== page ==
Jobs image licensed under the GNU Free Documentation License (version 1.2 or any later versions); Ellison patch By Thomas Hawk
Summary: A mishmash of stories about software patents in the United States
THE agency known as the US International Trade Commission [1, 2, 3] has got far too much power that it does not deserve. It can be seen as a US-based office for the interests of any US-based company that wants to ban its competition and Apple misuses those powers to block competition just as Steve Jobs once hoped (more on that later, in a separate post).
The news is still abuzz with software patents, but only in the United States (Microsoft is trying to lobby for software patents in other countries, but that too will be a separate post).
Some companies are in fact basing themselves on a patent monopolies. To quote this new example:
…a new patent covering aspects of its mobile video and mobile personalization technologies.
The intent here is to exclude or to sue rivals. Is this really a valid business model? And as for Oracle, it too has turned to patents, having made statements against patents in the past. But it is being reported that Oracle’s case, which has already gone on for over a year, gets postponed:
A judge postponed an Oct. 31 trial over Oracle Corp.’s claims that Google Inc.’s Android software infringed patents on the Java programming language.
U.S. District Judge William Alsup in San Francisco vacated the scheduled trial date, saying it conflicts with a criminal gang case in his courtroom that will continue through January. He asked lawyers for Oracle and Google to consent to a trial before a magistrate judge. If they don’t agree, Alsup said he’s considering ‘swapping the case to another federal judge,” and the companies will have no right to object.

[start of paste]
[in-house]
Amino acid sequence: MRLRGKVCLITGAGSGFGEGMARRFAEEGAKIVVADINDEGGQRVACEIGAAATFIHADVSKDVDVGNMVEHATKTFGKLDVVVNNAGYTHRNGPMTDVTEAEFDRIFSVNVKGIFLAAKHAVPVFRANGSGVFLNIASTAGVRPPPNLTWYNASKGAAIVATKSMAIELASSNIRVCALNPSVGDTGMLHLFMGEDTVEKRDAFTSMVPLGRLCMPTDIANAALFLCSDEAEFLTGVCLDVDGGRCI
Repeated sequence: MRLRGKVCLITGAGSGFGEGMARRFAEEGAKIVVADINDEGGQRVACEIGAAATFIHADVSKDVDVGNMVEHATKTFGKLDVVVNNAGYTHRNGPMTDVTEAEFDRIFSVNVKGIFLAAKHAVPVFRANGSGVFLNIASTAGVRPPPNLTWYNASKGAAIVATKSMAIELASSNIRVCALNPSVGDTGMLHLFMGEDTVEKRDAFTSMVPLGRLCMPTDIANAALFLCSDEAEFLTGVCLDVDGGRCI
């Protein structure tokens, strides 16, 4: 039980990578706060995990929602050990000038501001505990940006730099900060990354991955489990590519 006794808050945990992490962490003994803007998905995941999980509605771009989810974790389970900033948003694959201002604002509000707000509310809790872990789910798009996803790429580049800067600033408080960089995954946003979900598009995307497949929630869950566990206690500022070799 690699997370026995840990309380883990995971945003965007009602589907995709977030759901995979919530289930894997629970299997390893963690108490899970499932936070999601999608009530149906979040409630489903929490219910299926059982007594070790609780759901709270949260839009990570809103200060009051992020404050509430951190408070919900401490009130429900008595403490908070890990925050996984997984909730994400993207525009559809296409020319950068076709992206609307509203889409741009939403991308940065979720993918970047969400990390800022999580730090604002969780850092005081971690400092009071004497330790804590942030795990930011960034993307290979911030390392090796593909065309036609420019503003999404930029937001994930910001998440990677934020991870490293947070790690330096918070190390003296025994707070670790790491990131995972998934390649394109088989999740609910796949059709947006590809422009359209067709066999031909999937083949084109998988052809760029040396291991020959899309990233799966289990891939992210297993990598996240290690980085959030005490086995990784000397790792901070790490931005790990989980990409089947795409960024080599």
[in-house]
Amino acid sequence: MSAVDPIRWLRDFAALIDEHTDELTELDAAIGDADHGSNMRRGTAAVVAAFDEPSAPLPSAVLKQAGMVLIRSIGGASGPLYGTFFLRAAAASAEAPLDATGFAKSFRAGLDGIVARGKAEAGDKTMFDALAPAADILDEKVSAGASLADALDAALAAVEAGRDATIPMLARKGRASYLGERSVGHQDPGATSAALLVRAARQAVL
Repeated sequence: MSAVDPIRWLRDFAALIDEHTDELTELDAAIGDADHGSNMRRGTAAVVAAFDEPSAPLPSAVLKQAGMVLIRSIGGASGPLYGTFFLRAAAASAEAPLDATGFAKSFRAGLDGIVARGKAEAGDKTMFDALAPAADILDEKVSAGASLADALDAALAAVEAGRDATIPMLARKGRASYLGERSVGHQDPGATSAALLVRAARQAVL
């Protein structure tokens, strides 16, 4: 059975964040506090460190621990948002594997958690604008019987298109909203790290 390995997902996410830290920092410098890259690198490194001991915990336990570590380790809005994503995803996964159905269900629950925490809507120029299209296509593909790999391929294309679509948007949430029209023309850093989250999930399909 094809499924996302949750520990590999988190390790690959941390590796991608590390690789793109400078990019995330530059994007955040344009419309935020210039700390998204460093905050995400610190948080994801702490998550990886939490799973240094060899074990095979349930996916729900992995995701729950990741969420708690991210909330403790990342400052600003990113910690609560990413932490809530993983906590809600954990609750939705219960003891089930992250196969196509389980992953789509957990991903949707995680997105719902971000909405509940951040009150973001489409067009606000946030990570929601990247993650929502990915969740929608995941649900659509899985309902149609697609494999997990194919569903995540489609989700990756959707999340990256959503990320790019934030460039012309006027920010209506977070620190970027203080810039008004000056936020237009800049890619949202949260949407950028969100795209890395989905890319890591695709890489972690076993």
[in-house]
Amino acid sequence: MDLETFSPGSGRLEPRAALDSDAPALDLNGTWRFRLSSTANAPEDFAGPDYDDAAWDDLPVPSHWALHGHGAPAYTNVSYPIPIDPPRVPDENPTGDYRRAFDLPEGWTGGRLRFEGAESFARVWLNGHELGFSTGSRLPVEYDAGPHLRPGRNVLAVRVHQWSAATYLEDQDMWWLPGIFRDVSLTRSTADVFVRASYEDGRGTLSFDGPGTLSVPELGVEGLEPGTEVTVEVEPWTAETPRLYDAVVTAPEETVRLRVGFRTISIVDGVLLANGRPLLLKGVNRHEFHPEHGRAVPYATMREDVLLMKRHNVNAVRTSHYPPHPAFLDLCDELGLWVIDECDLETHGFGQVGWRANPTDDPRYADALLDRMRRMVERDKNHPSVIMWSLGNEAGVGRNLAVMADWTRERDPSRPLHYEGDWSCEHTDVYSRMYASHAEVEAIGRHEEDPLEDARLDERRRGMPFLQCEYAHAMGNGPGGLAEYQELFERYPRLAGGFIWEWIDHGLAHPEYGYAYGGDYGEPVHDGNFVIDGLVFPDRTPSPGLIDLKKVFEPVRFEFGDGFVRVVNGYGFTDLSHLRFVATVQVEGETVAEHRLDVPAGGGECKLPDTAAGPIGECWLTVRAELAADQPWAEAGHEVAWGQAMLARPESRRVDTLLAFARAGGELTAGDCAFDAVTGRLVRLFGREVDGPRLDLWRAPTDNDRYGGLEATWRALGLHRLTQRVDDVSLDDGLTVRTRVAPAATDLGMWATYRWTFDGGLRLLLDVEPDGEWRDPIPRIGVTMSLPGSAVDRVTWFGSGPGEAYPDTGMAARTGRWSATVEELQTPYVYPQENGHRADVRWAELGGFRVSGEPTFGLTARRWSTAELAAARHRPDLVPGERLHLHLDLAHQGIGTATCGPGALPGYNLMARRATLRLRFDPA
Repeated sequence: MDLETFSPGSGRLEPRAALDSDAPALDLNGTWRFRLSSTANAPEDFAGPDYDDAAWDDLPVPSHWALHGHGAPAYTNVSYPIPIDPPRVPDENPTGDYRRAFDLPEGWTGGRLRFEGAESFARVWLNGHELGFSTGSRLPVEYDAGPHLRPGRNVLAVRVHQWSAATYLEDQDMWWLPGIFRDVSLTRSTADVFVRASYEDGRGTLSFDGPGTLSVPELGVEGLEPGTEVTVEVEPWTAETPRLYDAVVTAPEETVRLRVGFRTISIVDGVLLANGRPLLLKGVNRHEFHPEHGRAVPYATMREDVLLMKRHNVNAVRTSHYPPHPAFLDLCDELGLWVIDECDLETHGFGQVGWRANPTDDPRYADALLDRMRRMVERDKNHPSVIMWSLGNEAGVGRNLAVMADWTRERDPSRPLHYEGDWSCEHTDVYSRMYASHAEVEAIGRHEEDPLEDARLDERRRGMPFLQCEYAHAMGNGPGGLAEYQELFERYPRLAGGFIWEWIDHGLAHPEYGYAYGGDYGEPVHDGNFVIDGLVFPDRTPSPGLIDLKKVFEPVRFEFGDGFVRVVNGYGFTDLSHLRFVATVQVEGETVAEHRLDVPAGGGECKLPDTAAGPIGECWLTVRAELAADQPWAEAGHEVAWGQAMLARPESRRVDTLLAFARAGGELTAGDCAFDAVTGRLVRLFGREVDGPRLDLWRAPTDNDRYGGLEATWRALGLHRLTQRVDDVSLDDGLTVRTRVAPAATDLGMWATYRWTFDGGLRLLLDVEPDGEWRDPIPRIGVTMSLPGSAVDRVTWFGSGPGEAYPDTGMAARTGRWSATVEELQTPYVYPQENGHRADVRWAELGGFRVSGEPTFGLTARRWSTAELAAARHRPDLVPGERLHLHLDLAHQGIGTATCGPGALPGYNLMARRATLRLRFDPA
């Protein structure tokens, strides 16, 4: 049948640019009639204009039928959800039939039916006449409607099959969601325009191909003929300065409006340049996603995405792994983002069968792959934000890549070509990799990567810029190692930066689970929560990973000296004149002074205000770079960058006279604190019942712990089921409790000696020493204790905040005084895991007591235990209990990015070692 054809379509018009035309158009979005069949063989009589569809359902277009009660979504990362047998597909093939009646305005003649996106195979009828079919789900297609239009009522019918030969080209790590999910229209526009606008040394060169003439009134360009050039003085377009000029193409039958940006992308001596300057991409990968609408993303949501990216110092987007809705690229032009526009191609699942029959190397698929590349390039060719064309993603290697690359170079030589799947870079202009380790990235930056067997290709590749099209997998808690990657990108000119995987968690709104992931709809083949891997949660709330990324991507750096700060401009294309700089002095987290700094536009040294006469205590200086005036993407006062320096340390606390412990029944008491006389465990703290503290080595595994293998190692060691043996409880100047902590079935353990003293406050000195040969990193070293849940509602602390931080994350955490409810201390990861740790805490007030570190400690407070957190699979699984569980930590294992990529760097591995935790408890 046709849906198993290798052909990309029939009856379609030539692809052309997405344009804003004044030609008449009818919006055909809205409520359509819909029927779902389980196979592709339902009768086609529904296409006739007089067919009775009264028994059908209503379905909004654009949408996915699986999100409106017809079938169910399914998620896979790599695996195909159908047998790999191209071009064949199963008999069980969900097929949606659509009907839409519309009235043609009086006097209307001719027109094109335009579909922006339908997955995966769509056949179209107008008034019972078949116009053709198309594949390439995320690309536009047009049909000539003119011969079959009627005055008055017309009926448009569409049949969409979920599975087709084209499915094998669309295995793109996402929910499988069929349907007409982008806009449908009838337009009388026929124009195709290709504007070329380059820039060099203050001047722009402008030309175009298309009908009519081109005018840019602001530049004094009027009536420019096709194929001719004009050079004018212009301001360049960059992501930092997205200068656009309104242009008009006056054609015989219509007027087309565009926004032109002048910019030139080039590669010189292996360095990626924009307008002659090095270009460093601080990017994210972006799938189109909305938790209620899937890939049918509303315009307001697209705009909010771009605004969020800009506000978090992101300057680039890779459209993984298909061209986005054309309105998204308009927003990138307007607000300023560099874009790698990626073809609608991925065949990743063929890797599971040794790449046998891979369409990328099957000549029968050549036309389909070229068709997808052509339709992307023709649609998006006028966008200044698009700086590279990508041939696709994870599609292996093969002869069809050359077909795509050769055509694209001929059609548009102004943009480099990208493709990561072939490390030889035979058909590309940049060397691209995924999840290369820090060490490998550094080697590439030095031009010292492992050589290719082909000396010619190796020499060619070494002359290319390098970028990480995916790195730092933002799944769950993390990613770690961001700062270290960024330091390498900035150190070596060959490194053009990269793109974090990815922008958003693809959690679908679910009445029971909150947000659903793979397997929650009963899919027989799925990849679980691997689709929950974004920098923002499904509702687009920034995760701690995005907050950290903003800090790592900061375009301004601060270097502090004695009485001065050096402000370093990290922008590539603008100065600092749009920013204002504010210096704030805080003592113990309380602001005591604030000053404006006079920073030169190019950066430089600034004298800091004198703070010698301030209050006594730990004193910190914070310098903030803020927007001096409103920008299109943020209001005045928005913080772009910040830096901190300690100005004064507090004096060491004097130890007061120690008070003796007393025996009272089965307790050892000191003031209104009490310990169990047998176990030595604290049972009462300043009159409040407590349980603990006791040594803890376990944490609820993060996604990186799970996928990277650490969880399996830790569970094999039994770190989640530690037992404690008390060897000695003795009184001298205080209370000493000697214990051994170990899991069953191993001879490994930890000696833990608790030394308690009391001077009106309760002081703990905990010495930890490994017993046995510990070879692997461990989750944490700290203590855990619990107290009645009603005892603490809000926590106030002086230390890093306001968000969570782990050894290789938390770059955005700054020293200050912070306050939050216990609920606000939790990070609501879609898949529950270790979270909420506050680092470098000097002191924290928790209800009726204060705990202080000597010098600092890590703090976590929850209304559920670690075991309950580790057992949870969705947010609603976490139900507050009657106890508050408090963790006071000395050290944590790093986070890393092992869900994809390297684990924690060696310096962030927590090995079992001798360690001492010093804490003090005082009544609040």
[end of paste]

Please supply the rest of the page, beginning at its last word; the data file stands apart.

‘I have not been so overworked in 37 years of professional life,” Alsup said. The hearing concluded today with no new trial date scheduled.
The British press has more information about it:
Google over alleged Android patent infringements of Oracle-owned Java software has been postponed again, due to a criminal trial that will start the week before the two tech giants were due to meet.
Groklaw‘s take is as follows:
The two motions for summary judgment Oracle wants to file are, first, regarding “the copyrightability of the selection and arrangement of names in the API design specifications at issue”. Second, it wants to file a motion for summary judgment regarding “Google’s four equitable defenses — laches, equitable estoppel, implied license and waiver” and Google agrees that it can be decided as a matter of law. This has to do with Google’s arguments that nobody on Sun objected and in fact praised Android.
It did indeed and there is denial of evidence that can support Google according to other reports that call patents “intellectual property”. Funnily enough we found this new article titled “RIM’s operating system BBX in patent trouble”. It says that “A New Mexico firm claims the ‘BBX” name is protected by trademarks it holds and is threatening to take legal action against RIM unless it stops using the moniker.” Watch the headline that speaks of patents. The article is about trademarks, not patents. It is just more evidence of how poor journalism can be when it comes to these topics, with the term “IP” thrown around spuriously as well. █